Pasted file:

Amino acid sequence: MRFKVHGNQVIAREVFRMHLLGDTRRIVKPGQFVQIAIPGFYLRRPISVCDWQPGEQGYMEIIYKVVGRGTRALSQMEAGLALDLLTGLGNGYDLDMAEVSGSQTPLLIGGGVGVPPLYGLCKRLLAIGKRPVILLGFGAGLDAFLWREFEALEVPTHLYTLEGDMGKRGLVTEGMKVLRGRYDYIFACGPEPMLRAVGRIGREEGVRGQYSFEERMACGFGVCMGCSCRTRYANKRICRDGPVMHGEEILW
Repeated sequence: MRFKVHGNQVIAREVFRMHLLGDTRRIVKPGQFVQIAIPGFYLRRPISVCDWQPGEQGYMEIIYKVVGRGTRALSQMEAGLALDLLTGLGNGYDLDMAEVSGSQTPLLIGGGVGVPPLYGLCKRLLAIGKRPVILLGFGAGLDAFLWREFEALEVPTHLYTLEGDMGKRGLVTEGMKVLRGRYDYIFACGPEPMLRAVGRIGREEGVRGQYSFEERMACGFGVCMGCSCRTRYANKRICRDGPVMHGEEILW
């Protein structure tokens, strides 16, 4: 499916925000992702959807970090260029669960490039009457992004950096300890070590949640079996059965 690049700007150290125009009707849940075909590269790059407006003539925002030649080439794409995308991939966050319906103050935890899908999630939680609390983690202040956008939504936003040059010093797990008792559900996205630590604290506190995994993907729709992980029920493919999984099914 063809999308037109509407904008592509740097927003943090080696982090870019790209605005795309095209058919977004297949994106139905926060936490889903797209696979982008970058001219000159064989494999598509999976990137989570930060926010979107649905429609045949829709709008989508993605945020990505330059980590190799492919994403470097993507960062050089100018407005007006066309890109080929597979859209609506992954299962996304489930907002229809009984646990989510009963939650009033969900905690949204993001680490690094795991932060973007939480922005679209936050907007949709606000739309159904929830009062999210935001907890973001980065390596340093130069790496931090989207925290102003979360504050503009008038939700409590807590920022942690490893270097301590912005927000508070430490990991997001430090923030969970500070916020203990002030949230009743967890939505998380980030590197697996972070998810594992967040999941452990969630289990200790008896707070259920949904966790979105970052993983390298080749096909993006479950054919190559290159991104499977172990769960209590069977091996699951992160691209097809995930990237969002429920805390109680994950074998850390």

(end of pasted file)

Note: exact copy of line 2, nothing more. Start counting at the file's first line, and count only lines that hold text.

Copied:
Repeated sequence: MRFKVHGNQVIAREVFRMHLLGDTRRIVKPGQFVQIAIPGFYLRRPISVCDWQPGEQGYMEIIYKVVGRGTRALSQMEAGLALDLLTGLGNGYDLDMAEVSGSQTPLLIGGGVGVPPLYGLCKRLLAIGKRPVILLGFGAGLDAFLWREFEALEVPTHLYTLEGDMGKRGLVTEGMKVLRGRYDYIFACGPEPMLRAVGRIGREEGVRGQYSFEERMACGFGVCMGCSCRTRYANKRICRDGPVMHGEEILW